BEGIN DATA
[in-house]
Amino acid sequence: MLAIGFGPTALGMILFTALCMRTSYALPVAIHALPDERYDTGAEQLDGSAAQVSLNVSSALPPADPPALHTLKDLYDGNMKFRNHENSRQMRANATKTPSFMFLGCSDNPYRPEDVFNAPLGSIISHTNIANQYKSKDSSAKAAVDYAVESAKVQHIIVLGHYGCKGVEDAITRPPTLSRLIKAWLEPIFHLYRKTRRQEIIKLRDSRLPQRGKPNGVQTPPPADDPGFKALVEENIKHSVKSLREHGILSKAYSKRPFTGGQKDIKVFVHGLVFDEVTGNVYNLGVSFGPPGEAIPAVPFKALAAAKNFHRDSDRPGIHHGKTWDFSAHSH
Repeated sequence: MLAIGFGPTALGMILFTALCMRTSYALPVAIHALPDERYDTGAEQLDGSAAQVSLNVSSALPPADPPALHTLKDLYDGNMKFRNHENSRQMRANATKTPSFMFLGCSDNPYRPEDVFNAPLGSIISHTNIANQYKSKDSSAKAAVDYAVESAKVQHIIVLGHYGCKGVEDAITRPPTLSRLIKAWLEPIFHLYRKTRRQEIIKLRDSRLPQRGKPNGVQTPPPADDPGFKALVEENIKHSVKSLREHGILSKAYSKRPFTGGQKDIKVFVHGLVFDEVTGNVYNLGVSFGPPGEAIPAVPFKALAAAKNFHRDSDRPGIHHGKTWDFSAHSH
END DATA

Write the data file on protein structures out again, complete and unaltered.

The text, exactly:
[in-house]
Amino acid sequence: MLAIGFGPTALGMILFTALCMRTSYALPVAIHALPDERYDTGAEQLDGSAAQVSLNVSSALPPADPPALHTLKDLYDGNMKFRNHENSRQMRANATKTPSFMFLGCSDNPYRPEDVFNAPLGSIISHTNIANQYKSKDSSAKAAVDYAVESAKVQHIIVLGHYGCKGVEDAITRPPTLSRLIKAWLEPIFHLYRKTRRQEIIKLRDSRLPQRGKPNGVQTPPPADDPGFKALVEENIKHSVKSLREHGILSKAYSKRPFTGGQKDIKVFVHGLVFDEVTGNVYNLGVSFGPPGEAIPAVPFKALAAAKNFHRDSDRPGIHHGKTWDFSAHSH
Repeated sequence: MLAIGFGPTALGMILFTALCMRTSYALPVAIHALPDERYDTGAEQLDGSAAQVSLNVSSALPPADPPALHTLKDLYDGNMKFRNHENSRQMRANATKTPSFMFLGCSDNPYRPEDVFNAPLGSIISHTNIANQYKSKDSSAKAAVDYAVESAKVQHIIVLGHYGCKGVEDAITRPPTLSRLIKAWLEPIFHLYRKTRRQEIIKLRDSRLPQRGKPNGVQTPPPADDPGFKALVEENIKHSVKSLREHGILSKAYSKRPFTGGQKDIKVFVHGLVFDEVTGNVYNLGVSFGPPGEAIPAVPFKALAAAKNFHRDSDRPGIHHGKTWDFSAHSH